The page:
The Jains go so far back in the history of India that they have in their cultural memoirs alternative accounts of Hindu Avatars such as Shiva because they claim to have been an organized religion at that time and recorded their encounters. The Buddha studied under the Jains during his years of ascetic practice.
The Jains have many interesting insights from their holy books, the messages of their spiritual leaders the Tirthankaras, and vast numbers of insights from their monastic and lay communities.
One such insight concerns the topic of sentience. The Jains believe in an absolute adherence to Ahimsa or harmlessness and indeed are the contributing culture from where this concept was born. Indeed, so as not to harm a tree for paper, their Agamas, or scriptures, are written on tree bark that must first fall naturally from a tree without being removed from the tree by hand.
When I was at a Jain Temple, I asked about this practice and a very wise holy person explained to me the following account. He told me that various creatures on Earth have differing sense organs. Certain birds can see infer red frequencies, others like dolphins and bats have sonar. Some creatures have five senses, some more and some less. According to Jain tradition trees have only one sense, and that one sense is touch. Trees feel the touch of sunshine, rain, the birds and the wind.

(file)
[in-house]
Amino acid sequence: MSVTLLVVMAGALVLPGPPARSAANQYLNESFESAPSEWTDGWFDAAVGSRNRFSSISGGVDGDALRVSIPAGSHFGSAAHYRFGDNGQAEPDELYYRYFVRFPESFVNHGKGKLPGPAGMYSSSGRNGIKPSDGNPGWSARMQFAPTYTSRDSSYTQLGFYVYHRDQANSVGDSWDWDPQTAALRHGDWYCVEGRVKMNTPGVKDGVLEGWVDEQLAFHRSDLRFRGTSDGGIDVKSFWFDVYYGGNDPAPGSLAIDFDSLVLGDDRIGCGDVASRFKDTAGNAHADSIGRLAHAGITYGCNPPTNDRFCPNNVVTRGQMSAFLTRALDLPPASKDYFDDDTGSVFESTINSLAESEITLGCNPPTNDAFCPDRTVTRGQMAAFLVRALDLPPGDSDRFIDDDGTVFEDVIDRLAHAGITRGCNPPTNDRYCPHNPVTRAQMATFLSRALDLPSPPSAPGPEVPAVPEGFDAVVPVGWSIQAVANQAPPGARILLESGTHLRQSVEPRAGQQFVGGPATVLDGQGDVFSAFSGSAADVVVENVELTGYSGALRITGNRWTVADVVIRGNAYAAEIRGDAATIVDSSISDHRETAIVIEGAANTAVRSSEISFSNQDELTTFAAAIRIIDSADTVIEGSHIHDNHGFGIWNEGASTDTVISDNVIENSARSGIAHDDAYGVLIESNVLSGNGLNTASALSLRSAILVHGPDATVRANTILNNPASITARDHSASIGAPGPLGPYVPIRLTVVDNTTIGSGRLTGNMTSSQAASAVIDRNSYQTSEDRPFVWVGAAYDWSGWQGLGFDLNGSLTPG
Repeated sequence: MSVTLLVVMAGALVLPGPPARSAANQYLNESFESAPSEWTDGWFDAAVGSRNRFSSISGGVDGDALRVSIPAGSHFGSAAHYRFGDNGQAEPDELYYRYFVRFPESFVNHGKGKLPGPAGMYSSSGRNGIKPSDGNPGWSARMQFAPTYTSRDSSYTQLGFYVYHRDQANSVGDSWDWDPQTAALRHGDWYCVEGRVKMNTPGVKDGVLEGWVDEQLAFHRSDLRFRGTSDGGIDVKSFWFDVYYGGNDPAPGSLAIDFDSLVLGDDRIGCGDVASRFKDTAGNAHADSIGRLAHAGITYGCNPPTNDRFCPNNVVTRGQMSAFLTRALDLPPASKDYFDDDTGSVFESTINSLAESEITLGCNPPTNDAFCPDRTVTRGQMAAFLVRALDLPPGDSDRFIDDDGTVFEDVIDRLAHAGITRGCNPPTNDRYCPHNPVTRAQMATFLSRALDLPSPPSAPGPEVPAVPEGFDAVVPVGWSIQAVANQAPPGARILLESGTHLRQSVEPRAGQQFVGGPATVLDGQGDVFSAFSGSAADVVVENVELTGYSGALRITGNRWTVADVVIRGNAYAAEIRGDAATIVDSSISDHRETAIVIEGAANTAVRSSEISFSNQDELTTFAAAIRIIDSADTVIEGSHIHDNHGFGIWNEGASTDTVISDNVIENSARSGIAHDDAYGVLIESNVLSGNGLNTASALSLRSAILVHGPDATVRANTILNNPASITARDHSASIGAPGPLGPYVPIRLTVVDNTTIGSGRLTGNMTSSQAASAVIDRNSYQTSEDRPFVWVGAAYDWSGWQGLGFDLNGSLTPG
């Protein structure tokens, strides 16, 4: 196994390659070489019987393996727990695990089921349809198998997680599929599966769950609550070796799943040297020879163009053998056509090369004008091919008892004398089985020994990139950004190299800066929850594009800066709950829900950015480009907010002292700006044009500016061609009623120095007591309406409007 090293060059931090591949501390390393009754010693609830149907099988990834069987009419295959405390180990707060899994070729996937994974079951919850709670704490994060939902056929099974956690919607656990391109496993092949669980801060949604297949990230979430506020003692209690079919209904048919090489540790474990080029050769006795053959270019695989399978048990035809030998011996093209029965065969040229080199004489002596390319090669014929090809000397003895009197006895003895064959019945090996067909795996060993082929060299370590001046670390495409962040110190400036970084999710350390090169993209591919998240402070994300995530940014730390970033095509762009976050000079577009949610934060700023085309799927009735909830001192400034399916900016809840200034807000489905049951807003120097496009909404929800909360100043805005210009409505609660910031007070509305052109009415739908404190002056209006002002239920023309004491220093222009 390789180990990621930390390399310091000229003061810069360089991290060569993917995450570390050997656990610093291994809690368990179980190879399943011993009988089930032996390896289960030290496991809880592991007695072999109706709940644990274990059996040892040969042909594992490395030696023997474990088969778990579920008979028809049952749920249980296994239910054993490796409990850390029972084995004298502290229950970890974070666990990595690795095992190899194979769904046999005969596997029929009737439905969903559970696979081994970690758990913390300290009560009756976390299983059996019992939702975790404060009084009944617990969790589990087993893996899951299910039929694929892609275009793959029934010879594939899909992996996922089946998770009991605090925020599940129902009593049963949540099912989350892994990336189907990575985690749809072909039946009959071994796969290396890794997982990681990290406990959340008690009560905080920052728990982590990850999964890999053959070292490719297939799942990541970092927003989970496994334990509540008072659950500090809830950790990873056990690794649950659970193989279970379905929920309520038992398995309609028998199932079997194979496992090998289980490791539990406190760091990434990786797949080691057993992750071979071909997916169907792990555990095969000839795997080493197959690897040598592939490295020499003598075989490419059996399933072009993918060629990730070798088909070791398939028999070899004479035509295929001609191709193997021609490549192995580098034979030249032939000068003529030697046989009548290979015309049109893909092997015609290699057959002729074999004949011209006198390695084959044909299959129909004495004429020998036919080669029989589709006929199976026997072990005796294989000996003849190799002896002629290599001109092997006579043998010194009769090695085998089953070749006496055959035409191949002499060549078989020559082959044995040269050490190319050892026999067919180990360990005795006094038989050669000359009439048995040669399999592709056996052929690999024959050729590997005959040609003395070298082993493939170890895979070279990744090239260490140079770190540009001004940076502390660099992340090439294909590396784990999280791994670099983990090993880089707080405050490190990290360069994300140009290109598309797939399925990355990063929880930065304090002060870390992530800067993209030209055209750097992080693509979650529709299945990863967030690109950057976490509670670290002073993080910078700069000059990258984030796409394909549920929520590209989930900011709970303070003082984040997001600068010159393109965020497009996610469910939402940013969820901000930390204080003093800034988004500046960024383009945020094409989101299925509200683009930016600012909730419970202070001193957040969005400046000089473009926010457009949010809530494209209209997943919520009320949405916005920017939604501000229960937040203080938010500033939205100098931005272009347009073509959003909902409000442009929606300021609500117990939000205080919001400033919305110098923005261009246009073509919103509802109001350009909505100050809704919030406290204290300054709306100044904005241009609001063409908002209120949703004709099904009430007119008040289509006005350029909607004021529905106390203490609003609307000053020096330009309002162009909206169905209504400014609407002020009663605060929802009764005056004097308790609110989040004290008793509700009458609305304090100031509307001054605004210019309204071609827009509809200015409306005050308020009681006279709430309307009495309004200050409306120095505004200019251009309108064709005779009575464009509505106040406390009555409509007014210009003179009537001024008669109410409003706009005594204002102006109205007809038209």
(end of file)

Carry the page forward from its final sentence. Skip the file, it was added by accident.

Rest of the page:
Because of this belief, Jains do not touch trees. Because the tree cannot see whom is touching it, trees in general feel fear when they are touched. Unless one is willing to spend their entire life caring for a tree, watering it and showing it love while building a trusting relationship with that tree, it is better not to touch.
The Jain community avidly practices vegetarianism. They also honor the vegan life pathway. To the Jains these are honorable methods of purification which are keys, along with their Dharma to obtain Moksha or liberation and enlightenment.
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